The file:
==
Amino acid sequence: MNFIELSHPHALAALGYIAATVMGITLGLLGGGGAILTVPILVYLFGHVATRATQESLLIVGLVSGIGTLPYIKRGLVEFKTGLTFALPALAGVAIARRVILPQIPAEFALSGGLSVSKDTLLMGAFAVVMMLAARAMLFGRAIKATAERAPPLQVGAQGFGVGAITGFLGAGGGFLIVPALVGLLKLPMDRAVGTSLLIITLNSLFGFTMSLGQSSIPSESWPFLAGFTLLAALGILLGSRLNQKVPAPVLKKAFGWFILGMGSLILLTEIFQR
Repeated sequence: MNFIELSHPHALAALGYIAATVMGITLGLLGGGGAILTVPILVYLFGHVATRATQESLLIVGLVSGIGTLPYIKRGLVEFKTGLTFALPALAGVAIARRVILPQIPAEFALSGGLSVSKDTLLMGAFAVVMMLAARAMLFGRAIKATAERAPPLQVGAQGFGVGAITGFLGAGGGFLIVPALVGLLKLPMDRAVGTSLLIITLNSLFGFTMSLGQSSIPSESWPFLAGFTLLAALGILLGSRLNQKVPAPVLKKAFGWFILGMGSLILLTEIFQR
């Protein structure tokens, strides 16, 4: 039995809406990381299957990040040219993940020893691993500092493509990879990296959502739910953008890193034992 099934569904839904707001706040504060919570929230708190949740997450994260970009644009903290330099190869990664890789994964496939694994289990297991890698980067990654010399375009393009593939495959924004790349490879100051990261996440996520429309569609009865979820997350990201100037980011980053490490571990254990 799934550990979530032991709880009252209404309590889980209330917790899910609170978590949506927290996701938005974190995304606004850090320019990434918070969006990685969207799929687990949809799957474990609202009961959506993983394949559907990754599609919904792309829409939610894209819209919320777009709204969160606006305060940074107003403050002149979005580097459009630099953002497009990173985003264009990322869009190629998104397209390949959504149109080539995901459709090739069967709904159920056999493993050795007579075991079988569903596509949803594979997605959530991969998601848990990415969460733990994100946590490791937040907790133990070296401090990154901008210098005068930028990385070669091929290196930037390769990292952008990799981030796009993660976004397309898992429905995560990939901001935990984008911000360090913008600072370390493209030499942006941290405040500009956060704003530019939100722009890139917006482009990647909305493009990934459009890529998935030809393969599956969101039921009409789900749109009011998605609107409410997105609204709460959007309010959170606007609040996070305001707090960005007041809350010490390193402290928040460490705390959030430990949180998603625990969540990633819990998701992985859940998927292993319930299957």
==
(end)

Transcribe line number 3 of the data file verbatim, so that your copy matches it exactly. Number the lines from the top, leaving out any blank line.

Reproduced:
């Protein structure tokens, strides 16, 4: 039995809406990381299957990040040219993940020893691993500092493509990879990296959502739910953008890193034992 099934569904839904707001706040504060919570929230708190949740997450994260970009644009903290330099190869990664890789994964496939694994289990297991890698980067990654010399375009393009593939495959924004790349490879100051990261996440996520429309569609009865979820997350990201100037980011980053490490571990254990 799934550990979530032991709880009252209404309590889980209330917790899910609170978590949506927290996701938005974190995304606004850090320019990434918070969006990685969207799929687990949809799957474990609202009961959506993983394949559907990754599609919904792309829409939610894209819209919320777009709204969160606006305060940074107003403050002149979005580097459009630099953002497009990173985003264009990322869009190629998104397209390949959504149109080539995901459709090739069967709904159920056999493993050795007579075991079988569903596509949803594979997605959530991969998601848990990415969460733990994100946590490791937040907790133990070296401090990154901008210098005068930028990385070669091929290196930037390769990292952008990799981030796009993660976004397309898992429905995560990939901001935990984008911000360090913008600072370390493209030499942006941290405040500009956060704003530019939100722009890139917006482009990647909305493009990934459009890529998935030809393969599956969101039921009409789900749109009011998605609107409410997105609204709460959007309010959170606007609040996070305001707090960005007041809350010490390193402290928040460490705390959030430990949180998603625990969540990633819990998701992985859940998927292993319930299957």